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Help! What is the Meaning of BIS


robnbill
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I am rigging my Mamoli Constitution. When a line is doubled, i.e. Port and Starboard it has a D right after the numerical designation. However, some of the lines have BIS both on the table and the plan. The translation means, again, or encore, but I do not know how it applies to the rigging or why it is different from D. You can see from the photos below, 133 is marked BIS but has a quality of 2 and BIS is marked in the drawing as well. 185 is also doubled, but is only using the D designation in the table.

 

Anyone?

 

Bill

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Edited by robnbill
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What "BIS" could be is beyond me, but that particular line is your inner martingale backrope, and 143 is the outer martingale backrope. The outer connects to the bottom of the dolphin striker and the inner goes to the next one up. Note: Both are seized at the dolphin striker, and BOTH connect port and starboard. Hope that helps a little.

 

Cheers

George

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Thanks. That is the way I ran them. I was just unsure why occasionally they marked both the plans and the tables BIS instead of their normal D. Also, I need to seize them both as they go through the Dolphin Striker? The plans only showed the bottom one seized. The others all run through holes in the striker. Should I still seize them?

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Spyglass gave the answer as "twice or again" but outside of purposely making the plans more obscure by not just using the letter "D" for P/S, I don't know. The plans for the MS version are relatively easy but there are places in them that could have been worded different to make it a little easier to understand as well. I guess most plans are just vague in nature.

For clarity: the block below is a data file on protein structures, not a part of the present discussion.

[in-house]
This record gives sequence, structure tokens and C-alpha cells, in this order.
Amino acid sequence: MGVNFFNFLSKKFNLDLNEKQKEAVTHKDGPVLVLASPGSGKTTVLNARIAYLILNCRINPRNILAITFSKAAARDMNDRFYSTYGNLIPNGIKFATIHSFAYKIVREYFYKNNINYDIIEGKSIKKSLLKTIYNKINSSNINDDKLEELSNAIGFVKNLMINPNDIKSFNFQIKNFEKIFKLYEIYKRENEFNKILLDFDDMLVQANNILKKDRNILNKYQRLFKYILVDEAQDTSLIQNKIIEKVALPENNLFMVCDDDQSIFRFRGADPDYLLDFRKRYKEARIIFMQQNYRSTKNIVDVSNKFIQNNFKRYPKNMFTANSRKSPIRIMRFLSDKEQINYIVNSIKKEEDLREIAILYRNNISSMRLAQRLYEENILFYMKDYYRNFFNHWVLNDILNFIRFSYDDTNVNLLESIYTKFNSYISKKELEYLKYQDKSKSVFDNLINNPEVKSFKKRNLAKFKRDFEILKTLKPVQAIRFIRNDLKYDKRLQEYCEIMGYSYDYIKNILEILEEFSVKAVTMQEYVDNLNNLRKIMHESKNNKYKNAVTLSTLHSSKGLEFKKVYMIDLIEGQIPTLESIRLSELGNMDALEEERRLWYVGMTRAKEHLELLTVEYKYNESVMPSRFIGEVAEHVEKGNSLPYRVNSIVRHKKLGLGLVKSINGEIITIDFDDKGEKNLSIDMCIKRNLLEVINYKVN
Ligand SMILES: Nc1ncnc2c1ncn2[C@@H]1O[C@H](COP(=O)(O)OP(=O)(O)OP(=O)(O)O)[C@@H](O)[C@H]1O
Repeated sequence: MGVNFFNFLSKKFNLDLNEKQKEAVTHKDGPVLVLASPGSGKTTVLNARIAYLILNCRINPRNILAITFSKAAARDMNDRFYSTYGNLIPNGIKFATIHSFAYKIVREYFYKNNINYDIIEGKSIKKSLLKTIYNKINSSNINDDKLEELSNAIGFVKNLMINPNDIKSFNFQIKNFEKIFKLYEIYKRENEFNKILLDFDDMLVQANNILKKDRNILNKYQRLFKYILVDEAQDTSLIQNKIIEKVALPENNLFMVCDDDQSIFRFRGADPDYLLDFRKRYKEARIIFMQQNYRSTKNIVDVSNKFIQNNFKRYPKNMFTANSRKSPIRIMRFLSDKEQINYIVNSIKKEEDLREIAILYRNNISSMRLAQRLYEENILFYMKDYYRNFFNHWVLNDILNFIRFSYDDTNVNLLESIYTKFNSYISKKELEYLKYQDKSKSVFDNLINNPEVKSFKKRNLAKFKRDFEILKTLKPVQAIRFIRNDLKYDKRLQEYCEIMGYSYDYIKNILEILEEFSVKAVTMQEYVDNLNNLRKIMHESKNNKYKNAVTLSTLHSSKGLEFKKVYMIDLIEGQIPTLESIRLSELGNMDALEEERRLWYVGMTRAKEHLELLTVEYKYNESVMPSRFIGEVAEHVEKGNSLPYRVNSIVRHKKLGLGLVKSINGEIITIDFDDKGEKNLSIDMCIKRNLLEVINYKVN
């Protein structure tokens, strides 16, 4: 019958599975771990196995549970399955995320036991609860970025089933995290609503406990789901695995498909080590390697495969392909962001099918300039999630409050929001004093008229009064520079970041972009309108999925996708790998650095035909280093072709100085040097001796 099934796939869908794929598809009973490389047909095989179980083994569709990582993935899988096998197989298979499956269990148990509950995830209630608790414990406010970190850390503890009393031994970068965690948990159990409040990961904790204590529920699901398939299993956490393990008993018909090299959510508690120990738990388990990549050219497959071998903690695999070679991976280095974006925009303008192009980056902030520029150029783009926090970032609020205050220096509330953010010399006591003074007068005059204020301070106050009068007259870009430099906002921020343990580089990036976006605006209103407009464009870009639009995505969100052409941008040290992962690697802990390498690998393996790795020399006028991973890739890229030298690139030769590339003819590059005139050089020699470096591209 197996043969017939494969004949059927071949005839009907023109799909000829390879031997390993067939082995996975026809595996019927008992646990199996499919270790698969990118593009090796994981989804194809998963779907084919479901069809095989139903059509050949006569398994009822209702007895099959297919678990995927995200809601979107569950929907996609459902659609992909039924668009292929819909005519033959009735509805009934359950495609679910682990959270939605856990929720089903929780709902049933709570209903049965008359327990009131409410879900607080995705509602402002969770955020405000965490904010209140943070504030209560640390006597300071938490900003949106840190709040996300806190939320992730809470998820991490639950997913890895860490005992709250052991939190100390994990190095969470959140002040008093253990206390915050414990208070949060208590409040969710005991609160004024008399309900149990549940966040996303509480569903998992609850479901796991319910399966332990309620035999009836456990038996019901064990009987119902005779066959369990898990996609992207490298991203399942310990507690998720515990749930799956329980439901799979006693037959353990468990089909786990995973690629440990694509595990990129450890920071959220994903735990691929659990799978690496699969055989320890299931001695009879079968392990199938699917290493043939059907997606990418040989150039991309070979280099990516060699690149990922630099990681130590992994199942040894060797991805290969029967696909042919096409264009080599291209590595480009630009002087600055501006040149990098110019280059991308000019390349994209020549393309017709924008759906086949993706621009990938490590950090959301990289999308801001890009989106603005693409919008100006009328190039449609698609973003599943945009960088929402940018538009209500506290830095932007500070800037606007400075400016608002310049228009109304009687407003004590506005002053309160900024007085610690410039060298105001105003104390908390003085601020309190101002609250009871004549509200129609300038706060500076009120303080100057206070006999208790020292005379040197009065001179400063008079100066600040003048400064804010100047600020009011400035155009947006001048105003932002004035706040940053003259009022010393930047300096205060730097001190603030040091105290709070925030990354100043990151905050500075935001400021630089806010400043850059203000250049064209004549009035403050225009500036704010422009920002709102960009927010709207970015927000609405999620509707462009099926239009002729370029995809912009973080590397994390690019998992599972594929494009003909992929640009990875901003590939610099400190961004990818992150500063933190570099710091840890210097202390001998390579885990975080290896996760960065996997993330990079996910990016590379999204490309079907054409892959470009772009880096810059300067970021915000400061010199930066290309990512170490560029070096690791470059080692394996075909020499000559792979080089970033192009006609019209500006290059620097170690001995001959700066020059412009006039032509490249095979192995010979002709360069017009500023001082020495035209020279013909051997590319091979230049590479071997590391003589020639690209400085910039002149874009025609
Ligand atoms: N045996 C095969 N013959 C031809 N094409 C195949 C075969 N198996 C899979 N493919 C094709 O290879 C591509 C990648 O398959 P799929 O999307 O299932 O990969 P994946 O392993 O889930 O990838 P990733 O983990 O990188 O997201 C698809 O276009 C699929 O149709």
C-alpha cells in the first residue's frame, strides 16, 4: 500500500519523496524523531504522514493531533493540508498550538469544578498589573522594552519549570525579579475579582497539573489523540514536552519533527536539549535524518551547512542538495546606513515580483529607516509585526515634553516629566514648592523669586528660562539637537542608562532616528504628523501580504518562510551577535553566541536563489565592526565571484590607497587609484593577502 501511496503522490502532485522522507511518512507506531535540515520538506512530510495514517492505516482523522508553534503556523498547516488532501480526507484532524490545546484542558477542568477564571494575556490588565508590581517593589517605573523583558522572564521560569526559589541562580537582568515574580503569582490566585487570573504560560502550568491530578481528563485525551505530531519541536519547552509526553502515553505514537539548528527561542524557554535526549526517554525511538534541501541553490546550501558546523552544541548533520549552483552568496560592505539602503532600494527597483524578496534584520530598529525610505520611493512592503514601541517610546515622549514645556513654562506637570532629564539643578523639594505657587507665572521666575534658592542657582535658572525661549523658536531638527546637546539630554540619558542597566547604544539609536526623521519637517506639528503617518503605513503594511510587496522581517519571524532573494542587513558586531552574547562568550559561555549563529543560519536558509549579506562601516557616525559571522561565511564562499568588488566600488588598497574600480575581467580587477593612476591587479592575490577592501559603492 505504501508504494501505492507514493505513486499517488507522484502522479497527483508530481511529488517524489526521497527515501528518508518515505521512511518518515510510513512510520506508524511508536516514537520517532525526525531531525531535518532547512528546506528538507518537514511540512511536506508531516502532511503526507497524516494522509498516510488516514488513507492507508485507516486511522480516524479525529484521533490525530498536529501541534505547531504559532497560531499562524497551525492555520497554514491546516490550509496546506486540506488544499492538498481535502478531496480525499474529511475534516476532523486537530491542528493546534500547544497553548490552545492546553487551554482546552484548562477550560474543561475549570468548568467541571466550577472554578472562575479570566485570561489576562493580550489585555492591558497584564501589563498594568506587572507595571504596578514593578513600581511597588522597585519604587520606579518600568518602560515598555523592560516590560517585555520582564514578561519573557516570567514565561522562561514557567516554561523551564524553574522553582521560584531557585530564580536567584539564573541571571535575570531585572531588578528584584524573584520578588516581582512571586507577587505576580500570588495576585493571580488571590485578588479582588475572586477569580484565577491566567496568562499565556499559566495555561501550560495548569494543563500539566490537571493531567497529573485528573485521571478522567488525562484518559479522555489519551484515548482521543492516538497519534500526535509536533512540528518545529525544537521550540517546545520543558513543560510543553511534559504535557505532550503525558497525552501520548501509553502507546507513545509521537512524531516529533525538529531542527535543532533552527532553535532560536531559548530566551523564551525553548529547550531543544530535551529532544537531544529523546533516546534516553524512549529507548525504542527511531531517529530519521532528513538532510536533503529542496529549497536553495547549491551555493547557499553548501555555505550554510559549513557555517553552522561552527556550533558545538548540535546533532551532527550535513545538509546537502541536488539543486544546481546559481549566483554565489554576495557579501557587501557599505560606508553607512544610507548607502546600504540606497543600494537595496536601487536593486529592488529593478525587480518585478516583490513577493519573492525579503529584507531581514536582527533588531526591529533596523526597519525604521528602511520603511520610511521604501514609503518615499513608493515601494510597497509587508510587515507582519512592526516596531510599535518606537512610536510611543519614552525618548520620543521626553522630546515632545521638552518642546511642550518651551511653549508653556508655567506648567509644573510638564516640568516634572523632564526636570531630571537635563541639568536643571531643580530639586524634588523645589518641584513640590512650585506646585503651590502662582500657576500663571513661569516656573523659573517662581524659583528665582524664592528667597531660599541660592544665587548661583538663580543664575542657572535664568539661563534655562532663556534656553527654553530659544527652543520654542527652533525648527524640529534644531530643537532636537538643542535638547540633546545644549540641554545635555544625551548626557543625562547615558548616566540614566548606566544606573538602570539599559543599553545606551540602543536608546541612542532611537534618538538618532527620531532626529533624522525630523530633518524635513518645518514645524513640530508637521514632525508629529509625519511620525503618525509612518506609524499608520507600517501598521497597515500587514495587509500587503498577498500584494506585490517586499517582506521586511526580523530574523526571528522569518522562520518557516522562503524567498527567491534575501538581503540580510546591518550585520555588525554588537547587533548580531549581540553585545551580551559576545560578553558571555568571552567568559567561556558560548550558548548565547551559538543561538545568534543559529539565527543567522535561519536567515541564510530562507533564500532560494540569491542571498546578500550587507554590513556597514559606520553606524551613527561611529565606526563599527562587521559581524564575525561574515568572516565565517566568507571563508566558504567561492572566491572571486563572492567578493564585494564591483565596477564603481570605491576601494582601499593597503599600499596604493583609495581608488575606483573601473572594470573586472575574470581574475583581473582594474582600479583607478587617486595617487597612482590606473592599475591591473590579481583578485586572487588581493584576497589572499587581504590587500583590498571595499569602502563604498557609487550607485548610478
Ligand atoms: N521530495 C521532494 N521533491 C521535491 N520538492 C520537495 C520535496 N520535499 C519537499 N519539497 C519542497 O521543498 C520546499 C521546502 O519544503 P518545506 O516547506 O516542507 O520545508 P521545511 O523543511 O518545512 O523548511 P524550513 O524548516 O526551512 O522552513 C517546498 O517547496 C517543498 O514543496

Cheers

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  • 6 years later...

 Related question: On the model (MV 71) it says "glue on the dolphin striker" and the plan shows 197 "bis" Anelli con Gambo - it shows two rings on the upper end of the strikers but I don't understand what those are.  (I find these plans take require a lot of patience and cross reference, plus considerable interpretation - pictures from the real Constitution site for modelers helps a lot.)

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Hi Bill, in Italian (I am Italian), on a technical drawing, this means that you have a component which has the same denomination of another one and to distinguish the two you add 'bis' to the number (which, as said before, means 'second time'). You might go on with 'ter', 'quater', etc. Just for curiosity, these are numeral adverbs from Latin. Some times this is done deliberately (because maybe the components are identical, but on different positions) or because you realize that you have to squeeze another denomination number in between adjacent numbers.

Best regards,

Dan.

Edited by Danstream
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On 11/2/2020 at 7:57 PM, jfitzjr1 said:

 Related question: On the model (MV 71) it says "glue on the dolphin striker" and the plan shows 197 "bis" Anelli con Gambo - it shows two rings on the upper end of the strikers but I don't understand what those are.  (I find these plans take require a lot of patience and cross reference, plus considerable interpretation - pictures from the real Constitution site for modelers helps a lot.)

'Anelli con Gambo' means 'eyebolt', or a stem (gambo) ending with a ring (anello).

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  • 4 weeks later...

It happens in French as well.

 

In fact French audiences don't yell "encore!", they yell "Bis!".

 

And you occasionally get a couple of houses sharing the same street number (perhaps for historical reasons to do with subdividing the property, or a stuff-up when the street numbers were originally allocated) - where we might have No. 29 and No, 29A Veebelfetzer Street, they'd have 29 and 29 Bis Rue Veeblefetzer. 

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It means something like “again” or “another”

happens in Russian, too.  There was (actually is) a development of the Polikarpov I-15 Chaika as the I-15 bis which has retractable u/c and many more developments ( I seem to remember it lost the extravagant gull- wing, too)

Ironic, I always thought as Chaika means “gull” 
 

 

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